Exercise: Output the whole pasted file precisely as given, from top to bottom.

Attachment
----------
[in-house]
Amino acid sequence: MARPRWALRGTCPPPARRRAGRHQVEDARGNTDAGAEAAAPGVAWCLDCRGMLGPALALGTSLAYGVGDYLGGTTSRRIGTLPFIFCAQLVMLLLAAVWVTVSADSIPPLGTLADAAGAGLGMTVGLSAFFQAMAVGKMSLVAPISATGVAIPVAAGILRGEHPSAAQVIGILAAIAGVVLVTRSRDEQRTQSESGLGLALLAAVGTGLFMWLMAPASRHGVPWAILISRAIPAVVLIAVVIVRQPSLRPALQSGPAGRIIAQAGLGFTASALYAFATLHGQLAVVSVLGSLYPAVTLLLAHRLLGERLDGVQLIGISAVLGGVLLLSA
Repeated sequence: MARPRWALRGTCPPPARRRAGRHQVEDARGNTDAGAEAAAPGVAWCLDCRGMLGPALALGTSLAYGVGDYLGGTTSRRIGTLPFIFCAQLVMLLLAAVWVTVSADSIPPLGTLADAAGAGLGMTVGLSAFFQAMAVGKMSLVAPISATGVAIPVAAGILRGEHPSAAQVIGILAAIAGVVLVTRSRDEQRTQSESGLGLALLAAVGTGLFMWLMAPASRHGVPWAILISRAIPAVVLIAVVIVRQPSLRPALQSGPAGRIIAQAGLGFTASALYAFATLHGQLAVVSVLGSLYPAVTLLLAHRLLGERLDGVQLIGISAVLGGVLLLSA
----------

[in-house]
Amino acid sequence: MARPRWALRGTCPPPARRRAGRHQVEDARGNTDAGAEAAAPGVAWCLDCRGMLGPALALGTSLAYGVGDYLGGTTSRRIGTLPFIFCAQLVMLLLAAVWVTVSADSIPPLGTLADAAGAGLGMTVGLSAFFQAMAVGKMSLVAPISATGVAIPVAAGILRGEHPSAAQVIGILAAIAGVVLVTRSRDEQRTQSESGLGLALLAAVGTGLFMWLMAPASRHGVPWAILISRAIPAVVLIAVVIVRQPSLRPALQSGPAGRIIAQAGLGFTASALYAFATLHGQLAVVSVLGSLYPAVTLLLAHRLLGERLDGVQLIGISAVLGGVLLLSA
Repeated sequence: MARPRWALRGTCPPPARRRAGRHQVEDARGNTDAGAEAAAPGVAWCLDCRGMLGPALALGTSLAYGVGDYLGGTTSRRIGTLPFIFCAQLVMLLLAAVWVTVSADSIPPLGTLADAAGAGLGMTVGLSAFFQAMAVGKMSLVAPISATGVAIPVAAGILRGEHPSAAQVIGILAAIAGVVLVTRSRDEQRTQSESGLGLALLAAVGTGLFMWLMAPASRHGVPWAILISRAIPAVVLIAVVIVRQPSLRPALQSGPAGRIIAQAGLGFTASALYAFATLHGQLAVVSVLGSLYPAVTLLLAHRLLGERLDGVQLIGISAVLGGVLLLSA